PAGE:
BORDERLAND ~ A Trilogy: Re–entry —  Jihad —  Cameleer

Rosanne Hawke

Lothian Books

The thread stitching these three stories together is the character of Jaime Richards, an Australian girl brought up in Pakistan. In Re-entry, she experiences an unexpected homesickness for her adopted country and a deep sense of dislocation as her family relocate back to Australia. Everything is strange and she feels both confusion and loss as the awkwardness of adolescence vies with the awkwardness that comes from cultural ignorance.

To express her feelings, Jaime begins to write a journal but it soon becomes a flight of romantic fancy. Her teacher astutely identifies the mysterious stranger in it as an idealised personification of Pakistan itself.

As she slowly begins to unravel the mysterious language cues of her own culture, real friendships start to develop. Danny and Blake both come from a background of colliding cultures and are able to help her come to terms with her mixture of feelings.

Borderland is not just for those who are trying to re-assimilate into a culture to which they nominally belong. It’s for everyone who feels like a fish out of water, everyone who feels alien in their own land, everyone who feels lost in trying to integrate into a new school, everyone who yearns to be accepted just for themselves and not because they’re part of the right group or wear the right clothes.

The second story in the trilogy, Jihad has all the elements of an adventure thriller. Jaime returns to Pakistan where her parents were aid workers. While catching up with old friends still at the International School, she meets Sonya, a mysterious self-assured girl who offers a lift in an embassy car. Sonya neglects to tell her it’s Russian. It’s indicative of things to come. Sonya’s habit of not telling people all she could results in Jaime’s abduction. Her friends, Jasper and Liana, are captured while trying to rescue her.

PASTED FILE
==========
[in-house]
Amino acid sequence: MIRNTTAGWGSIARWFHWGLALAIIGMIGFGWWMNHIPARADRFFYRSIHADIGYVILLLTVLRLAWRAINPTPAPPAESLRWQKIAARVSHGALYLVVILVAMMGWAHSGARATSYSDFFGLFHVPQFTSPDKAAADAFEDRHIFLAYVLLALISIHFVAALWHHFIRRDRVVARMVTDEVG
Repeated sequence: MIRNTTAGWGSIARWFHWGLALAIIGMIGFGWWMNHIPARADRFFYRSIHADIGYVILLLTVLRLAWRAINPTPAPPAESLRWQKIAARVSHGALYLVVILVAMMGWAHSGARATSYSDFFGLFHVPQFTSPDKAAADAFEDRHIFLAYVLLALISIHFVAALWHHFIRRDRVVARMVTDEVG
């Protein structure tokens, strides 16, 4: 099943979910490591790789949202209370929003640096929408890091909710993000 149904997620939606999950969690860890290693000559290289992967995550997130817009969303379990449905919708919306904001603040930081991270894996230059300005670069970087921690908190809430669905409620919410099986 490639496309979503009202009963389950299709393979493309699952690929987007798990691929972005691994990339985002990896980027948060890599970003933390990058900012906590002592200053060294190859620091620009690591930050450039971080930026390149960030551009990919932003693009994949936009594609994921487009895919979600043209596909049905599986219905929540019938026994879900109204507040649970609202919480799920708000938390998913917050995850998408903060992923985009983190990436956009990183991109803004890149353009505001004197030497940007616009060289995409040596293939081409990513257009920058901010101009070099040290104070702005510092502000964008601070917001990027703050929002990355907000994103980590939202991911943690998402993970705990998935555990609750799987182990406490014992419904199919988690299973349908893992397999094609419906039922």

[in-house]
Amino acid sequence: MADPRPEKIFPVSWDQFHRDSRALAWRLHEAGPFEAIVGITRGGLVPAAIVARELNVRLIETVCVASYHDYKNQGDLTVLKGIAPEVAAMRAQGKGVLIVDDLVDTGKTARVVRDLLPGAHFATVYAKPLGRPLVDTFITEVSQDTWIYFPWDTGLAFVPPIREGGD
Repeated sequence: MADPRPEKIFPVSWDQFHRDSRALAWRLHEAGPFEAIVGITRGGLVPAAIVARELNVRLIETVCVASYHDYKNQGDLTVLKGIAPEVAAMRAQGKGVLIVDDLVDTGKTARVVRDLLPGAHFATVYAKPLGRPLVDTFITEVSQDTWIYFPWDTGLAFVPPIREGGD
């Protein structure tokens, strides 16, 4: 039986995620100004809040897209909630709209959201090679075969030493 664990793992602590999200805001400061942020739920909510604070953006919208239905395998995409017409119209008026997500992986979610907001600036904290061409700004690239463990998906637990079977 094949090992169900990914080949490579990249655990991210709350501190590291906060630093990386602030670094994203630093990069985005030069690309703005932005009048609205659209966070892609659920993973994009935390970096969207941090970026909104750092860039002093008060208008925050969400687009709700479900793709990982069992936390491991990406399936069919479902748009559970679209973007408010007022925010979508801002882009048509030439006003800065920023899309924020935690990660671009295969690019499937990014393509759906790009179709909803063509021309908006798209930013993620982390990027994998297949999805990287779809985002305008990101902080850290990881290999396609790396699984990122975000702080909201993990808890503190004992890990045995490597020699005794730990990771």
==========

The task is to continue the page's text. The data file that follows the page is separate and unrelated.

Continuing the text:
Embroiled in a tense and complex political situation, they are taken through the breath-taking Kyber Pass to a tribal stronghold in Afghanistan.  Jasper is in turmoil, quietly raging at God and everyone around him, friend and enemy. He realises that this is the very area where his father—an American doctor—was killed by a land mine on the road. His unexpressed grief becomes scorching pain as he determines that, whatever the cost, he will ensure the safety of his friends.

Little do they know but there’s only one piece of advice anyone in authority who is aware of their situation would offer them: stay put. Do not try to escape under any circumstances.

Even Sonya, the half-Russian half-tribal girl who should know better, goes along with Jasper’s plan to leave under cover of darkness. It’s not long before disaster overtakes them.

In Cameleer, the scene changes again and the style of story with it. Jaime has returned to Australia after her dramatic rescue in Afghanistan. She has promised herself she will write down a story Liana told to comfort her during their captivity. She has also promised drop-dead gorgeous sensitive new age guy Blake Townsend she’ll come as a cook to his father’s cattle property in the far north.

But Blake at home is not the Blake Jaime knew at school. She is appalled by his cruelty to his little sister Liesa and stung by her inability to draw the reason for his behaviour out of him.

She befriends Liesa through story-telling. The little girl blossoms as she begins to identify with Liana and to take on the role of the legendary ‘Cameleer’. But a past tragedy casts a long shadow in her life and that of her brother.

Cameleer blends myth and adventure, heartbreak and homecoming, romantic tension and family conflict to bring Borderland to a satisfying conclusion.

Like Hawke’s Wolfchild, it mingles elements of legend with family adventure to create a background hint of fantasy which only occasionally steps into the limelight. And like her Soraya the Storyteller, the motif of storytelling is woven through the book. Just as the secret designs knotted into the carpets made by the tribal community in Jihad are clear if you look closely, so too is the message threaded all throughout Borderland: stories bring understanding, healing and restorative change.

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